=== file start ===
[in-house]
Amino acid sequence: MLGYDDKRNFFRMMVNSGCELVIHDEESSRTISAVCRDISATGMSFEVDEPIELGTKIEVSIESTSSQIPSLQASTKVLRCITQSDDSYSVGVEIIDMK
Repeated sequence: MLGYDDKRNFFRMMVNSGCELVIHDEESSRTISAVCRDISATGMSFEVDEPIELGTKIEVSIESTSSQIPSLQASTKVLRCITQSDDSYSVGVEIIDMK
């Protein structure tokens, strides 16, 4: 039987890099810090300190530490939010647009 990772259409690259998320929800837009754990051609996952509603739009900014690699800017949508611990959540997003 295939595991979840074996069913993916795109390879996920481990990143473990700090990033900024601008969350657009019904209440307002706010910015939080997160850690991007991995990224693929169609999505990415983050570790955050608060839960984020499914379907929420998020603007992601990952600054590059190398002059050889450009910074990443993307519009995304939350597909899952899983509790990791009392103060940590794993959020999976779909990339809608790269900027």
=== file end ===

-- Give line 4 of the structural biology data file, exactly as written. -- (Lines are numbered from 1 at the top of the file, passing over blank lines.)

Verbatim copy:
């Protein structure tokens, strides 16, 4: 039987890099810090300190530490939010647009 990772259409690259998320929800837009754990051609996952509603739009900014690699800017949508611990959540997003 295939595991979840074996069913993916795109390879996920481990990143473990700090990033900024601008969350657009019904209440307002706010910015939080997160850690991007991995990224693929169609999505990415983050570790955050608060839960984020499914379907929420998020603007992601990952600054590059190398002059050889450009910074990443993307519009995304939350597909899952899983509790990791009392103060940590794993959020999976779909990339809608790269900027």